FORT WORTH, TEXAS — Mammoth Freighters, a U.S.-based firm specializing in cargo conversions of Boeing 777s, anticipates finishing its inaugural 777-200LR modification by the end of the year and securing initial regulatory certification by April 2024. 

The company has orders to convert 35 777s from passenger to cargo layouts, including nine modified 777-200LRs to be delivered to DHL as part of a recently revealed agreement.

Mammoth is also in advanced negotiations to sell an additional ten modified Boeing widebody aircraft, according to the Orlando-based company's VP of marketing and sales, Brian McCarthy. He notes that the first modification, a 777-200LR for Canadian carrier Cargojet, is on schedule for completion by the close of 2022.

Originally, Mammoth aimed to have its 777-200LRMF modification approved by the Federal Aviation Administration (FAA) with a supplemental type certificate (STC) in 2023. However, McCarthy expects that with the year-end completion, the FAA will likely issue the STC in 2023, possibly by April. He also predicts that Mammoth will receive an STC for its 777-300ERMF conversion approximately six months later.

Mammoth's affiliate, Aspire MRO, is performing the conversion work at a former American Airlines 777 maintenance site at Fort Worth Alliance Airport in Texas. The company is in the process of setting up three modification lines at the location, with plans to eventually expand to five lines. Additionally, Mammoth has enlisted UK MRO firm STS Aviation Services to establish another modification facility in Manchester.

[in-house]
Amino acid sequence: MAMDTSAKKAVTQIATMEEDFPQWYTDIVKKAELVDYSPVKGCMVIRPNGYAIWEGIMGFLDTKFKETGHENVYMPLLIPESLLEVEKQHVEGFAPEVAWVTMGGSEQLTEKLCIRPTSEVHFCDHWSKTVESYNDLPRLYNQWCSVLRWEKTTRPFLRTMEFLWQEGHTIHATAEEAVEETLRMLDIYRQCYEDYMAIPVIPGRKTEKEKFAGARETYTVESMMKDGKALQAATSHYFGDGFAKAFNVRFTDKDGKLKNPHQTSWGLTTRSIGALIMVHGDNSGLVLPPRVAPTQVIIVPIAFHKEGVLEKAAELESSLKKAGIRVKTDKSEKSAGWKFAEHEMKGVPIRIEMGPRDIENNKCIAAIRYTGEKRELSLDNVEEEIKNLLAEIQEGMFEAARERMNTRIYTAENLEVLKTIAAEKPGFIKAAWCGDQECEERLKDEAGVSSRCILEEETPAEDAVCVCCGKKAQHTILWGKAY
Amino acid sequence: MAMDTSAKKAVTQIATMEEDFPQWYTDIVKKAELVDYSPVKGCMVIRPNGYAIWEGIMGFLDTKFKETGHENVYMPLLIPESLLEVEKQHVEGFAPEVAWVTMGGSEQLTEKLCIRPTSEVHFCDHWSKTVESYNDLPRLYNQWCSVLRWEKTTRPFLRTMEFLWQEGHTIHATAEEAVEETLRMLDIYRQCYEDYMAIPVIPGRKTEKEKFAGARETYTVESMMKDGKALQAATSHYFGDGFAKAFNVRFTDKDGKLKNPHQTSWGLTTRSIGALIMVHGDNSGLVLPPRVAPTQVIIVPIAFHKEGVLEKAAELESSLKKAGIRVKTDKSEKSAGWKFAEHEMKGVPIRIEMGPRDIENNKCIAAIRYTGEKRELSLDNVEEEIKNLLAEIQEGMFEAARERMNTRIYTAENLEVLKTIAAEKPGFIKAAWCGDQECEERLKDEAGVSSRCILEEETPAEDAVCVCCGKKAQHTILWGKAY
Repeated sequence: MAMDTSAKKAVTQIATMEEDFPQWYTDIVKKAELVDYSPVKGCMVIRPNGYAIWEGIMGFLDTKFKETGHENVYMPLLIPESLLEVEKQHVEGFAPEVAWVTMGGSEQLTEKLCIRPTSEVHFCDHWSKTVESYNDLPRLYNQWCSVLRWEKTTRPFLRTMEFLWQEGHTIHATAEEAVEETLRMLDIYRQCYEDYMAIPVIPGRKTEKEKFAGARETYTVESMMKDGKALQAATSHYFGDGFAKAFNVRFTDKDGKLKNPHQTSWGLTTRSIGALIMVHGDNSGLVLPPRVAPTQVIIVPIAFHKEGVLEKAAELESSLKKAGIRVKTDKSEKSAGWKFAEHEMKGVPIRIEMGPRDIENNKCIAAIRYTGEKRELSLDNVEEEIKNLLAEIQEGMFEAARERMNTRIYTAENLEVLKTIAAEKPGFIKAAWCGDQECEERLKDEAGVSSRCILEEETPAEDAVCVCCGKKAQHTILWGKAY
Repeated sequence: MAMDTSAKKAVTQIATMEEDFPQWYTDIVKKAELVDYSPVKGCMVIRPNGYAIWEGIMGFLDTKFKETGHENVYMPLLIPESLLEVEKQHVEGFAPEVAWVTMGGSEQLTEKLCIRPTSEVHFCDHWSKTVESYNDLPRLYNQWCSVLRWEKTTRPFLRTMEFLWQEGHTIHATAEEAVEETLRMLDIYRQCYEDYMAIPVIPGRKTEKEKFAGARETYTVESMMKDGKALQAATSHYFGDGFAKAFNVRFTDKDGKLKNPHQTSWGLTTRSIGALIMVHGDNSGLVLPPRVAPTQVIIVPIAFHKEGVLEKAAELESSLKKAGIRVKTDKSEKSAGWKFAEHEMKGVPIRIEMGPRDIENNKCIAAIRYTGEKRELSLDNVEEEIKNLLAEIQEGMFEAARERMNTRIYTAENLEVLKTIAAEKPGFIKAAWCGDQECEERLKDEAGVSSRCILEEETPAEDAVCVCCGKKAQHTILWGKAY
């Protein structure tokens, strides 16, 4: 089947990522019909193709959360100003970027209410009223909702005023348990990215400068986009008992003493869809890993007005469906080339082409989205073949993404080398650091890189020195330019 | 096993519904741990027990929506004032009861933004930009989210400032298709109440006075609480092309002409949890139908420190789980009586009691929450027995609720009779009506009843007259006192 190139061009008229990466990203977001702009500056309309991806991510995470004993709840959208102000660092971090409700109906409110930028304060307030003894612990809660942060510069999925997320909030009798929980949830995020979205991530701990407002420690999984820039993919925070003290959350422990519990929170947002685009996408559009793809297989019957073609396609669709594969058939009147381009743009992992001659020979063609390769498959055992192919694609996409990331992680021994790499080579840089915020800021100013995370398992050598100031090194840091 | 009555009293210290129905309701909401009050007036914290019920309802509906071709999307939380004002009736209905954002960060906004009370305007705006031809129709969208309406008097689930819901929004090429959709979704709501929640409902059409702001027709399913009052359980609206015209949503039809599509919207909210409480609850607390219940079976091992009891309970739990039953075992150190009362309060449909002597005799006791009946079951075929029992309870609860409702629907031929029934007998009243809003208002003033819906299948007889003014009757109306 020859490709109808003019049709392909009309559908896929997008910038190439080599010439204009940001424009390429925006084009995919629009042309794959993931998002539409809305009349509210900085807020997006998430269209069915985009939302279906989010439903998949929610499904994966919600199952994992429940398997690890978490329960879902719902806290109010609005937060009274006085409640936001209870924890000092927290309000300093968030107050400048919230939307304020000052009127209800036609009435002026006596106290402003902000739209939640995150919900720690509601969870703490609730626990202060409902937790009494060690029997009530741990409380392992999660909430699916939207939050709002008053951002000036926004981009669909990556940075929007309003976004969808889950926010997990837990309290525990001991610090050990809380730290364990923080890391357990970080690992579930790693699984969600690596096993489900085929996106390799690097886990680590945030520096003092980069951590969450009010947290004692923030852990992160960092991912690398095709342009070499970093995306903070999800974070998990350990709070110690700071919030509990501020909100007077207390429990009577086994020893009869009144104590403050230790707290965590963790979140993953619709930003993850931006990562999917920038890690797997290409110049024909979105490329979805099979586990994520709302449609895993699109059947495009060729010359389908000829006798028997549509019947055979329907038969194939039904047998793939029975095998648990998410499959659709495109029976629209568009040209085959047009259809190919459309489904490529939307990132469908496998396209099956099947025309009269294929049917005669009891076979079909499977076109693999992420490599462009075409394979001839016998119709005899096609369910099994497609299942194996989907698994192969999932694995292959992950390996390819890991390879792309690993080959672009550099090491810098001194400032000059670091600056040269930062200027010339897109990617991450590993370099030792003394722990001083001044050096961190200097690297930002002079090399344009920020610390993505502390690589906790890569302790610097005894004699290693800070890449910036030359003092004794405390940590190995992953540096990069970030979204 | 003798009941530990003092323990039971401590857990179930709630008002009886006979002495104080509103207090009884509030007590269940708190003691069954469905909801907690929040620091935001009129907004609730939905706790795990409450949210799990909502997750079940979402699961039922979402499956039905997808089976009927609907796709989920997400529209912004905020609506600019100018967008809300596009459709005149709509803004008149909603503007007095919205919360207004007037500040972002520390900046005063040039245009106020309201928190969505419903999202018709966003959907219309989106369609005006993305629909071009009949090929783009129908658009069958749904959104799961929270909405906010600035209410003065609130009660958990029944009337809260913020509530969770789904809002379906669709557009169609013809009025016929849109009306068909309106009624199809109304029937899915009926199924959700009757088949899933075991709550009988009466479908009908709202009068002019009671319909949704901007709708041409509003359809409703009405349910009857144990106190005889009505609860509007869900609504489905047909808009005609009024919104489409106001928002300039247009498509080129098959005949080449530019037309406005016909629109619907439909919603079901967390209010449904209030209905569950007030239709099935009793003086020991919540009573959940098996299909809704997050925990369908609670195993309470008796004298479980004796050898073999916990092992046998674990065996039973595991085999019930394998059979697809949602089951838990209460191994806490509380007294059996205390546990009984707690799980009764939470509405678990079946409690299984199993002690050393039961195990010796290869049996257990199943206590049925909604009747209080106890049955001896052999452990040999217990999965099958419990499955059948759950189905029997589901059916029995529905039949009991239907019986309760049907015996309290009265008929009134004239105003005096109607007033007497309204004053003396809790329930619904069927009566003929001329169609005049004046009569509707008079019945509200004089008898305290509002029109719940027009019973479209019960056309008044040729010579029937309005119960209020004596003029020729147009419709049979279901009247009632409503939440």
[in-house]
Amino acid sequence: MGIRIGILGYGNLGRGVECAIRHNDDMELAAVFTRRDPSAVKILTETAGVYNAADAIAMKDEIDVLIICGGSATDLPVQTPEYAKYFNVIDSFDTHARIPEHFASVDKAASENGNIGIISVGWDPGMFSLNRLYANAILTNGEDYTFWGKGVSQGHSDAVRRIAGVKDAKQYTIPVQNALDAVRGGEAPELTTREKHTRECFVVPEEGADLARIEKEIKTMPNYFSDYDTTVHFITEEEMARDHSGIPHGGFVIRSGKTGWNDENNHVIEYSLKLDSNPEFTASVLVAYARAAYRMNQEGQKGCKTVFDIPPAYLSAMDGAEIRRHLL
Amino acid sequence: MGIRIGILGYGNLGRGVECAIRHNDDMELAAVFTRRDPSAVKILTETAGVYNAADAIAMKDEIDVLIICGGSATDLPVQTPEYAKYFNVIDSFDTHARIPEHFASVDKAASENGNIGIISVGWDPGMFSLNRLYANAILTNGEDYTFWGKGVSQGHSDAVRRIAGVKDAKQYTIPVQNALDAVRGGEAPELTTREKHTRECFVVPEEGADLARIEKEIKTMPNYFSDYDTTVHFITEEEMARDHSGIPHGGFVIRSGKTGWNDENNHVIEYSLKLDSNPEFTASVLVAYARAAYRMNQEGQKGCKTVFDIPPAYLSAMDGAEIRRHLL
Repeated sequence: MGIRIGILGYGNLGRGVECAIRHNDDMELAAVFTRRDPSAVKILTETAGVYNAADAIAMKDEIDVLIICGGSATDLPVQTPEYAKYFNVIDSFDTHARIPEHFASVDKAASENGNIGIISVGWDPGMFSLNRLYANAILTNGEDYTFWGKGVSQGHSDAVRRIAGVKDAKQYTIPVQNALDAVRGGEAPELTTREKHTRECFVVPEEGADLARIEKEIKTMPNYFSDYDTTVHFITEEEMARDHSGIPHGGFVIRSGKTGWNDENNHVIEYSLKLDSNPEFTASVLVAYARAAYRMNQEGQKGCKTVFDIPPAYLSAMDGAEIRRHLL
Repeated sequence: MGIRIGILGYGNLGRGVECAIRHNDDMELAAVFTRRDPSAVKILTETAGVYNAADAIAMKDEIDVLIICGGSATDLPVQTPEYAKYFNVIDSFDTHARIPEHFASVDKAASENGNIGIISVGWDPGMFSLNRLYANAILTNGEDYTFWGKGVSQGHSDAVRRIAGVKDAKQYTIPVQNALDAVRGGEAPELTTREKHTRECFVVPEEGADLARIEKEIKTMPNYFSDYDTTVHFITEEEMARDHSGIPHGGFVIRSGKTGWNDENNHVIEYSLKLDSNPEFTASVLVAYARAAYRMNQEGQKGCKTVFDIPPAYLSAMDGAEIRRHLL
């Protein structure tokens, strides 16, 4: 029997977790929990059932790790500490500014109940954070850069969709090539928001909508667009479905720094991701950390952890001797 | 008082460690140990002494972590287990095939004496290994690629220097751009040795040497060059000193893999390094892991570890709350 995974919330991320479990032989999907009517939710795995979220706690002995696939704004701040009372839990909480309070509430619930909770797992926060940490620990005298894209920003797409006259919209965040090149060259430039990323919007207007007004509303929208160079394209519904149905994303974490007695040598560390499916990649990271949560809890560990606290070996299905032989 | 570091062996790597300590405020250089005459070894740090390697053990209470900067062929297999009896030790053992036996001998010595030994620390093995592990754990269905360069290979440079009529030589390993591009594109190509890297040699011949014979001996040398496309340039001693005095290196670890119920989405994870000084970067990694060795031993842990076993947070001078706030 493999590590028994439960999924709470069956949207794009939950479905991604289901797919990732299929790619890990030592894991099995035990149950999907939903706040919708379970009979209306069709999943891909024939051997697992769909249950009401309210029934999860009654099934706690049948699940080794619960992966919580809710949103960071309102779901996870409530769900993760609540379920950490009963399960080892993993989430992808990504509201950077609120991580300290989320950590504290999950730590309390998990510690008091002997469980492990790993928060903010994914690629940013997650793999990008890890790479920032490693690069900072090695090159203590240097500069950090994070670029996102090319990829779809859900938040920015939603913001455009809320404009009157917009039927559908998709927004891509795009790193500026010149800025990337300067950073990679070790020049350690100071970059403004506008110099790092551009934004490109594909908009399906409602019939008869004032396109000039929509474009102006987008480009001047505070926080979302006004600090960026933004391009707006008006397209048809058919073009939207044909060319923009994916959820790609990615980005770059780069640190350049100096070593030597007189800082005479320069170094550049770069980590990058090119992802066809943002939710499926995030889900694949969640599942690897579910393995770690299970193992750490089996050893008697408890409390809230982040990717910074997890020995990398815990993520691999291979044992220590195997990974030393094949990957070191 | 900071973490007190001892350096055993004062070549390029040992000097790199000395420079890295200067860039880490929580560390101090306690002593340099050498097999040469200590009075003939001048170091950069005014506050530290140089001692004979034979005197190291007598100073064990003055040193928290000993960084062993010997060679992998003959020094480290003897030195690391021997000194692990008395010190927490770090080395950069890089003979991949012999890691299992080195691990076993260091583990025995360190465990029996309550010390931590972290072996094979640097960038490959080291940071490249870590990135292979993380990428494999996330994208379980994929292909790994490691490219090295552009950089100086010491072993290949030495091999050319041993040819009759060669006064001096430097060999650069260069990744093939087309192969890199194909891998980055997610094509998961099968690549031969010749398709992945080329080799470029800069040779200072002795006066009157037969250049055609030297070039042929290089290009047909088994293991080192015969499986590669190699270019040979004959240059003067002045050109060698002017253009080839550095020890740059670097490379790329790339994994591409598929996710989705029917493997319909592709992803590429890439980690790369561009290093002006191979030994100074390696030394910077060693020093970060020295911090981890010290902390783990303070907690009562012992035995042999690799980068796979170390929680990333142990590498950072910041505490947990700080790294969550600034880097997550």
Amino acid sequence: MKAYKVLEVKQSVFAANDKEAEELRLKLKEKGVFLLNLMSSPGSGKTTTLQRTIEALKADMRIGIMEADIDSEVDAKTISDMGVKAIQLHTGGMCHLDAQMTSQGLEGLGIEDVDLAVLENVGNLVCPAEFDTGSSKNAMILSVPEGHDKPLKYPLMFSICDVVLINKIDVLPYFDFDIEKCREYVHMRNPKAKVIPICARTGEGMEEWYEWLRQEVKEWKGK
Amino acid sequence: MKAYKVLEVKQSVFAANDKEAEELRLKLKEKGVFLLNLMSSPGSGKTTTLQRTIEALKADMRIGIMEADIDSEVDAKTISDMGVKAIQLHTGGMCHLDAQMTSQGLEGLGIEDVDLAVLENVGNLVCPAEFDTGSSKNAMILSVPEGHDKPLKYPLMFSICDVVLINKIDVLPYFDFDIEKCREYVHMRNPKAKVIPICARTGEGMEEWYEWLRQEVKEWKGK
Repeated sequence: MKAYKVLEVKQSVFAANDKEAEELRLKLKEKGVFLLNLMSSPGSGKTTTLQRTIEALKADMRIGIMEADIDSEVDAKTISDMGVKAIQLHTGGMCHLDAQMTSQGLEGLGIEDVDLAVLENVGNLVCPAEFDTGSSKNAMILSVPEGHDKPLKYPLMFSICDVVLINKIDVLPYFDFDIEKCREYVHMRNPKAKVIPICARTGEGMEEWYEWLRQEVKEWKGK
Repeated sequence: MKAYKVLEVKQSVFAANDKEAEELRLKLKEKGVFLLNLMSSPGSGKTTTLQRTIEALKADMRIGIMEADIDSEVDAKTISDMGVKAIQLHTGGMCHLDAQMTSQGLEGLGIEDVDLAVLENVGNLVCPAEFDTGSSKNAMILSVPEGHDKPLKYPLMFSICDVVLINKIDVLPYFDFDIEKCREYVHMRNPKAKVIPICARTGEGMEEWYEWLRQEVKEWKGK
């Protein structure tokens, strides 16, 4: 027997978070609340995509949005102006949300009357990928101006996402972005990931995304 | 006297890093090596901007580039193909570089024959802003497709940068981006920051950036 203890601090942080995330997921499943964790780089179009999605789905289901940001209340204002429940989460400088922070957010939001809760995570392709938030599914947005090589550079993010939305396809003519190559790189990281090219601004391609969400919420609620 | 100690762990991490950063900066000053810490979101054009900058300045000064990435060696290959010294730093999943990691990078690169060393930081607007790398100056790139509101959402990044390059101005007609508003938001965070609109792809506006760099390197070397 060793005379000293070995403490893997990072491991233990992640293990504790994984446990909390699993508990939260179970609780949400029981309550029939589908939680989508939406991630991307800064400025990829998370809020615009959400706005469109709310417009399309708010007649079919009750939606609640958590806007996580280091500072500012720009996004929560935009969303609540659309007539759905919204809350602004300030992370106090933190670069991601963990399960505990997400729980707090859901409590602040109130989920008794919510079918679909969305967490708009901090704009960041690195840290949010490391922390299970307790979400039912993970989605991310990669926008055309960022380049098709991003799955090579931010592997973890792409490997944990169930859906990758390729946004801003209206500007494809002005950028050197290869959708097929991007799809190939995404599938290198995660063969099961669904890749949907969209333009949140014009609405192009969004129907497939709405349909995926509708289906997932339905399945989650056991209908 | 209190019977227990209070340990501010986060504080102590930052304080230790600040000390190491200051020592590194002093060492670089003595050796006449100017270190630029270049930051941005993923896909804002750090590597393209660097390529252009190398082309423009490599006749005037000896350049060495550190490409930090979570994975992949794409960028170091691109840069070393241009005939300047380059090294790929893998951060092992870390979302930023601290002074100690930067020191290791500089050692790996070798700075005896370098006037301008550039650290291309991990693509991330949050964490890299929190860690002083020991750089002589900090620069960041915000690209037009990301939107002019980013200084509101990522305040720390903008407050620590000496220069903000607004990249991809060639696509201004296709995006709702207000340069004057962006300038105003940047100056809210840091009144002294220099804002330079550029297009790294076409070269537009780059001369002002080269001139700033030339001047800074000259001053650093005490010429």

Mammoth has acquired ten 777-200LRs from Delta for modification, four of which are slated for delivery to Canadian freight carrier Cargojet. The remaining six have been sold to U.S. aviation services and aircraft leasing firm Jetran.

DHL announced on April 20 that it has ordered nine Mammoth-converted 777-200LRs from Jetran, with deliveries set to take place between 2024 and 2027.

Mammoth's 777-200LRMF will offer a cargo volume of 650 cubic meters (22,960 cubic feet) and a maximum gross payload of 105,687 kg (233,000 lb), while its 777-300ERMF converted freighter will provide 814 cubic meters of cargo volume and the capacity to transport up to 99,790 kg of payload. Other companies offering 777 cargo conversions include Israel Aerospace Industries and Kansas Modification Center.